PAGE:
In 1968, John Michael Obsourne, Terence Michael Joseph Butler and William Thomas Ward from Aston, together with Anthony Frank Iommi from Handsworth, were playing The Blues as a band called Earth. Known to each other as Ozzy, Geezer, Bill and Tony, they were gigging sporadically around Birmingham and, Carlisle, when they landed an interval spot at Henry’s Blueshouse supporting Ten Years After. The capacity crowd, there specifically to see TYA, gave Earth a standing ovation.
I thought that they were gripping. Raw, under-rehearsed, but rocking the blues impressively. I rebooked them as support a couple of times, but so swiftly did they build a dedicated following that I soon had them headlining, making Henry’s a sort of residency and regularly doing turnaway business.
Somewhere along the way they asked me to be their manager, to which I replied that I thought I already was. So we signed them to Big Bear on a long-term deal, name-changed to Black Sabbath and got on with it.
We quickly built up their datesheet, with performances throughout the UK, with the notable exception of London, where they – the media, venues and the music biz in general – just did not get Sabbath. We got the band into Europe, notably extended seasons at the venerable Star Club in Hamburg, which were ball-breaking, but helped build the band into probably the tightest, toughest most rocking band imaginable.
The fan base grew swiftly, as did the return bookings and it wasn’t long before they were performing in Denmark, Sweden, Holland, Belgium, Switzerland and France.
David Platz of Essex Music, who already had the publishing on Big Bear bands Locomotive, Bakerloo and Tea & Symphony, reckoned that he owed me one. Although not particularly taken with Black Sabbath, he fronted the money to enable the recording of the album “Black Sabbath” – for which he got their publishing. Naturally.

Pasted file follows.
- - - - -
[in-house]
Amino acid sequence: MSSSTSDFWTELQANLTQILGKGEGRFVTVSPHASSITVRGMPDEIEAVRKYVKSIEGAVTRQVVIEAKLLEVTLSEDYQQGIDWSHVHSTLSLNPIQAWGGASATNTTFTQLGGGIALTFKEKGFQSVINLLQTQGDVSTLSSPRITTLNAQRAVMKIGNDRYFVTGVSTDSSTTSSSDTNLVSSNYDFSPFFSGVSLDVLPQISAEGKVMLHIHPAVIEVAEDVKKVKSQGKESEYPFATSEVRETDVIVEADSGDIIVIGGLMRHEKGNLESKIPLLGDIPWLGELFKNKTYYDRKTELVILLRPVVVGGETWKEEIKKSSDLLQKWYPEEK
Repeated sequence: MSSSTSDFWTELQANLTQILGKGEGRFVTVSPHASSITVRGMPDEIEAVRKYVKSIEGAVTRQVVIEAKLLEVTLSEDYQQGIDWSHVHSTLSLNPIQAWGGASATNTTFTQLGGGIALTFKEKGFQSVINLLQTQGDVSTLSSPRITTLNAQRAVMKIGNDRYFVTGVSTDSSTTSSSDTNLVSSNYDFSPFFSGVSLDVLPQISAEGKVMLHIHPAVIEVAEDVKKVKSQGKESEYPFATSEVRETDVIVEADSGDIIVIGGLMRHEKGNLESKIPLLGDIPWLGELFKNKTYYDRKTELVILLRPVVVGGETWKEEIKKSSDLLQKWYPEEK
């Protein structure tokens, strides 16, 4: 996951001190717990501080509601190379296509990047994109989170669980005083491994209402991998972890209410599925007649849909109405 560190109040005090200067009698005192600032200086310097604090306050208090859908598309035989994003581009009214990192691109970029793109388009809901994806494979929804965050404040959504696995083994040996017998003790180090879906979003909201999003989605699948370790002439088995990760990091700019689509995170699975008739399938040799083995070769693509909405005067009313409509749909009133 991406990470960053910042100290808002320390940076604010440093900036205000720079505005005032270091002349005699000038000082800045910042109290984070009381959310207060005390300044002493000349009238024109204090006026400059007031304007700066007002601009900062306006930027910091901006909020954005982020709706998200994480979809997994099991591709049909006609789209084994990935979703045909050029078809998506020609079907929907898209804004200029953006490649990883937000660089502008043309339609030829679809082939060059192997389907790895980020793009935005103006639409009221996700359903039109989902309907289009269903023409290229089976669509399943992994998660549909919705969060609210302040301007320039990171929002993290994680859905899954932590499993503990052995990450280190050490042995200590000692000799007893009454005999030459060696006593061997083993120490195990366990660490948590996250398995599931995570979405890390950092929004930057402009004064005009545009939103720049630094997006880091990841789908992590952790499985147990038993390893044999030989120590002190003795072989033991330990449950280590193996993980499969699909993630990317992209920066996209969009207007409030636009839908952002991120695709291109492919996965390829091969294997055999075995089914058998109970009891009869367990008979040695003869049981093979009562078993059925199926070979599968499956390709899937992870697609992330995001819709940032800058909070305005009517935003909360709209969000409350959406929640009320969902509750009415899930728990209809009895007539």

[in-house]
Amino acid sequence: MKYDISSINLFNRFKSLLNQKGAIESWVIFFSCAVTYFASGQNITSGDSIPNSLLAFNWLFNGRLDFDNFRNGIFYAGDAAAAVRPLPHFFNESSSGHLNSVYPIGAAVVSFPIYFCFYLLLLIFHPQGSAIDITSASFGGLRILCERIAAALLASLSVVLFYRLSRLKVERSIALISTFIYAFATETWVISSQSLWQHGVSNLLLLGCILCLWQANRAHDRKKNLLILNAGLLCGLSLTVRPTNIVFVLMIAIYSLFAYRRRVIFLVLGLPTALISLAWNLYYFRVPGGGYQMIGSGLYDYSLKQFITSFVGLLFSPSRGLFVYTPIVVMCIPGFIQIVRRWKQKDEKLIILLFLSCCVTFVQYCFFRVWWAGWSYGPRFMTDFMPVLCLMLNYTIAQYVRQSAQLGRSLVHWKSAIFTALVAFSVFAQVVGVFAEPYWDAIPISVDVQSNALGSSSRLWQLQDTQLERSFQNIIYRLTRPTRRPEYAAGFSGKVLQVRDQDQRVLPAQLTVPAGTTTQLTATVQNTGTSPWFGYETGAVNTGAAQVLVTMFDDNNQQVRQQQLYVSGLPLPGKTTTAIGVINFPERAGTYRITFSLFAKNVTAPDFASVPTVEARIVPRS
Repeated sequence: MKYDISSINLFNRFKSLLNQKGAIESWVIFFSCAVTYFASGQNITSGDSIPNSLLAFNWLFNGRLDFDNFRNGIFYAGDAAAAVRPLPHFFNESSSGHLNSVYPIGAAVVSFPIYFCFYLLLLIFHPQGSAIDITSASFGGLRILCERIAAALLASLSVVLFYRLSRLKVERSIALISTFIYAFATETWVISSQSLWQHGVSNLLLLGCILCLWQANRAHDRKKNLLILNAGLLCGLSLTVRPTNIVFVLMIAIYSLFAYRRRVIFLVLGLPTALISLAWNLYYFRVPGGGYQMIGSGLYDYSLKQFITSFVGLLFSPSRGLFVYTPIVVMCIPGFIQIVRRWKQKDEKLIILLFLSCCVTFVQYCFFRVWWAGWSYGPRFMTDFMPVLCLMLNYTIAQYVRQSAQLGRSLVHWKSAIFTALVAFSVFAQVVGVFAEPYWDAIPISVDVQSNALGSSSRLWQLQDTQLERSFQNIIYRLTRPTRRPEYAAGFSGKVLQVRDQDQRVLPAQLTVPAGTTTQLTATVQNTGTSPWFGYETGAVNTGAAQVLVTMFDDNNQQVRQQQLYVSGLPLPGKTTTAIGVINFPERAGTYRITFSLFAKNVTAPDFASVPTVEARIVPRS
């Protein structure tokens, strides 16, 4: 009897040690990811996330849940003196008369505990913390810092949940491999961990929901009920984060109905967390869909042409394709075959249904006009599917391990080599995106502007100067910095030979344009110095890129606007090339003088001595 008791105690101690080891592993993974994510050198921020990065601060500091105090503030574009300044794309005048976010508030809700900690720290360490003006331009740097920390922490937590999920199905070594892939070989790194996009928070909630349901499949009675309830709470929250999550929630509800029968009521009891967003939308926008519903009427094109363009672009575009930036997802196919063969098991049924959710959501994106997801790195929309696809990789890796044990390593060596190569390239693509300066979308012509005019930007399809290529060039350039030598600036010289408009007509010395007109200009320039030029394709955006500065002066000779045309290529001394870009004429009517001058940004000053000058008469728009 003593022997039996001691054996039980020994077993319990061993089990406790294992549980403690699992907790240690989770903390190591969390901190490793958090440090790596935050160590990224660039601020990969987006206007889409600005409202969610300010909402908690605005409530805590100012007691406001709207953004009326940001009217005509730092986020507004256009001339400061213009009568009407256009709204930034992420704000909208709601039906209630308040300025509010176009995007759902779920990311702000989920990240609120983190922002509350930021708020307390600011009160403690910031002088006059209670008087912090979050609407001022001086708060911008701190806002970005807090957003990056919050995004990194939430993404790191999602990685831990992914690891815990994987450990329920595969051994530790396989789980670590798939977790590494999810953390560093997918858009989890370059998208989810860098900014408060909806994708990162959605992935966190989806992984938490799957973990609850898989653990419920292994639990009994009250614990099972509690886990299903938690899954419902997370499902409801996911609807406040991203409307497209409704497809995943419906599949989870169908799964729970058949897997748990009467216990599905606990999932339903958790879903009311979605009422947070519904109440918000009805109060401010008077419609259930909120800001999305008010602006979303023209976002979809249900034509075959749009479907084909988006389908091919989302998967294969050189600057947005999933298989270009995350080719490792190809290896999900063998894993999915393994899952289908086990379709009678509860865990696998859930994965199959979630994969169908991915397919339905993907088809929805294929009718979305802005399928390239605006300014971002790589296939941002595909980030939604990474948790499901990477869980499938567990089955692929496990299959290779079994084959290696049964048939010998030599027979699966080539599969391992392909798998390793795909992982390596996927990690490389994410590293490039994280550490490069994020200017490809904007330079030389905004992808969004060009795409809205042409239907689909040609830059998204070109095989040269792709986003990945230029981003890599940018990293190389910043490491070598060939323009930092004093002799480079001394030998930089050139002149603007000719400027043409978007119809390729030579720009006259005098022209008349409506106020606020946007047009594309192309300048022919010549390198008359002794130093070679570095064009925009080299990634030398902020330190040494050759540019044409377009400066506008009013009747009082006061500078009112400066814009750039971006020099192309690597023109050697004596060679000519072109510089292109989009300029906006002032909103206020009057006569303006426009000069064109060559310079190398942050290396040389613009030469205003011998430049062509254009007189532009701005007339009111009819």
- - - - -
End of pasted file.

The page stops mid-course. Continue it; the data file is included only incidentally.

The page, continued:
The budget didn’t stretch to any of the fancy studios, so they recorded in the straightforwardly simple and unpretentious Regent Sound Studios – which perfectly suited the band. They didn’t need a posh green room or any of the usual luxuries, nor did they need to take a month to study their navels, write material or do dozens of overdubs.
Countless onstage performances had honed their repertoire to perfection, all they had to do was to play it like they always played it, and there it was, finished in just one day’s recording in a modest studio. This was the album that signified the birth of a totally new style of Rock Music – Heavy Metal.
Nowadays there are dozens of sub-styles of Metal, and they all have one thing in common. They acknowledge Black Sabbath as the fountain-head.
So why has this blues blog been turned over to Black Sabbath?
Firstly, because they are the most famous, notorious even, graduates of Henry’s Blueshouse. Secondly, because here we are in January 2021 sitting neatly between the anniversaries of the release of the first Black Sabbath single on January 9th 1970 and their first album which saw the light of day on Friday 13th February 1970.